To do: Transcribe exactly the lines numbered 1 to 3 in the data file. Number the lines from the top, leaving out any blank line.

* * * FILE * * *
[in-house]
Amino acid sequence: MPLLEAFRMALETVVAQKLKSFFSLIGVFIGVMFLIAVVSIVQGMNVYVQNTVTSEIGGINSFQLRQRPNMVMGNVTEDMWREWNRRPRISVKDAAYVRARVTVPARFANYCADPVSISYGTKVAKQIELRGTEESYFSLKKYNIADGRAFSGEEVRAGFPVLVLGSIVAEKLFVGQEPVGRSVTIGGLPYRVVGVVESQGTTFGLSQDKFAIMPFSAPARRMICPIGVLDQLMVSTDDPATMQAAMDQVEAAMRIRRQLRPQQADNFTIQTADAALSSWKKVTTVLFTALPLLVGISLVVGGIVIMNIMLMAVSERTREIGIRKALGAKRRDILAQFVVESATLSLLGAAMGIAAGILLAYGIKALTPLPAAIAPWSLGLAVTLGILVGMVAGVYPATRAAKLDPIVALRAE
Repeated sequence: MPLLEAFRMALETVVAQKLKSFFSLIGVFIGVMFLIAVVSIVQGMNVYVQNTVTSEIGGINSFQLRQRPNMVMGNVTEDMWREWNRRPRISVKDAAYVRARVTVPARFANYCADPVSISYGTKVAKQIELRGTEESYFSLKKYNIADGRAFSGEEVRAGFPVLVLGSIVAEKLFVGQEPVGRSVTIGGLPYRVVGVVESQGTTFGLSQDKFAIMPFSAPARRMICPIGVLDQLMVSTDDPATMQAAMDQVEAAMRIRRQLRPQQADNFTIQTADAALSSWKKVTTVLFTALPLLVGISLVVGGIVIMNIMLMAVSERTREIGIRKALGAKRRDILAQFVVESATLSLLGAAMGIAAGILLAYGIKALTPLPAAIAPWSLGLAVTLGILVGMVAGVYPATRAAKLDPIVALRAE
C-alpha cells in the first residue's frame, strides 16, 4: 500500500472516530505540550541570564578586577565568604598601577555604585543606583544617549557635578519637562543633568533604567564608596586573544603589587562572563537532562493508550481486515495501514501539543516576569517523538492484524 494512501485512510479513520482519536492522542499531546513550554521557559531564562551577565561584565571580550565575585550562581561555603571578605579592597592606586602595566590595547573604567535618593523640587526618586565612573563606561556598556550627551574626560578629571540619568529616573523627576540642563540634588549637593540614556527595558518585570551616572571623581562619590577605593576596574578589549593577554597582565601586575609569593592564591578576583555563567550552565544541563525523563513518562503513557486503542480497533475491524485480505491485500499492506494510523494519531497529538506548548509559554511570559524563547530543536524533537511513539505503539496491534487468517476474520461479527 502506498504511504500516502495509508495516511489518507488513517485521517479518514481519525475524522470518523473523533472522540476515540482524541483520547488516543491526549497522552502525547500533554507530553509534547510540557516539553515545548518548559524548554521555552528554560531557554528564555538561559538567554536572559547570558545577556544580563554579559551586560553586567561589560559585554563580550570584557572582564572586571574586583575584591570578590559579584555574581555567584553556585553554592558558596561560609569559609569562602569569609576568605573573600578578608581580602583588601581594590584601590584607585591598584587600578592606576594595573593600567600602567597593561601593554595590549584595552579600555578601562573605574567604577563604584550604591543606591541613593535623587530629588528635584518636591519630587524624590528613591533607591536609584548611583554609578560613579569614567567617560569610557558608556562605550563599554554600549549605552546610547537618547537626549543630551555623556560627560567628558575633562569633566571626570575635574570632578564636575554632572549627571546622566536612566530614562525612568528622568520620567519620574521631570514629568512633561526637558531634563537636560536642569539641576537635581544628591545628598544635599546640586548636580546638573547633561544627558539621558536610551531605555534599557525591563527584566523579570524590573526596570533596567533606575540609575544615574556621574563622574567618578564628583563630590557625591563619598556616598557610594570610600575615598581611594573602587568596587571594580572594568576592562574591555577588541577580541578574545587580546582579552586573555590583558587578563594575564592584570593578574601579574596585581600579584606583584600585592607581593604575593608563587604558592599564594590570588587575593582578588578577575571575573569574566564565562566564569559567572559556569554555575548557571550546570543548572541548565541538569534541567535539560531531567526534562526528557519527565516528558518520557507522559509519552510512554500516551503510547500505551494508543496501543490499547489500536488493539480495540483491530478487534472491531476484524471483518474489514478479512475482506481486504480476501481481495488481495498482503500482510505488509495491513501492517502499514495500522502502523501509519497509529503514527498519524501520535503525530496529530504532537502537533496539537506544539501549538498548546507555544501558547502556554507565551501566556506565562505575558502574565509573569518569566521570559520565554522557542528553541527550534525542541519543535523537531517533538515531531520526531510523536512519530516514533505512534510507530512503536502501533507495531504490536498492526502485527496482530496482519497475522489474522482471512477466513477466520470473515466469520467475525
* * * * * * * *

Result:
[in-house]
Amino acid sequence: MPLLEAFRMALETVVAQKLKSFFSLIGVFIGVMFLIAVVSIVQGMNVYVQNTVTSEIGGINSFQLRQRPNMVMGNVTEDMWREWNRRPRISVKDAAYVRARVTVPARFANYCADPVSISYGTKVAKQIELRGTEESYFSLKKYNIADGRAFSGEEVRAGFPVLVLGSIVAEKLFVGQEPVGRSVTIGGLPYRVVGVVESQGTTFGLSQDKFAIMPFSAPARRMICPIGVLDQLMVSTDDPATMQAAMDQVEAAMRIRRQLRPQQADNFTIQTADAALSSWKKVTTVLFTALPLLVGISLVVGGIVIMNIMLMAVSERTREIGIRKALGAKRRDILAQFVVESATLSLLGAAMGIAAGILLAYGIKALTPLPAAIAPWSLGLAVTLGILVGMVAGVYPATRAAKLDPIVALRAE
Repeated sequence: MPLLEAFRMALETVVAQKLKSFFSLIGVFIGVMFLIAVVSIVQGMNVYVQNTVTSEIGGINSFQLRQRPNMVMGNVTEDMWREWNRRPRISVKDAAYVRARVTVPARFANYCADPVSISYGTKVAKQIELRGTEESYFSLKKYNIADGRAFSGEEVRAGFPVLVLGSIVAEKLFVGQEPVGRSVTIGGLPYRVVGVVESQGTTFGLSQDKFAIMPFSAPARRMICPIGVLDQLMVSTDDPATMQAAMDQVEAAMRIRRQLRPQQADNFTIQTADAALSSWKKVTTVLFTALPLLVGISLVVGGIVIMNIMLMAVSERTREIGIRKALGAKRRDILAQFVVESATLSLLGAAMGIAAGILLAYGIKALTPLPAAIAPWSLGLAVTLGILVGMVAGVYPATRAAKLDPIVALRAE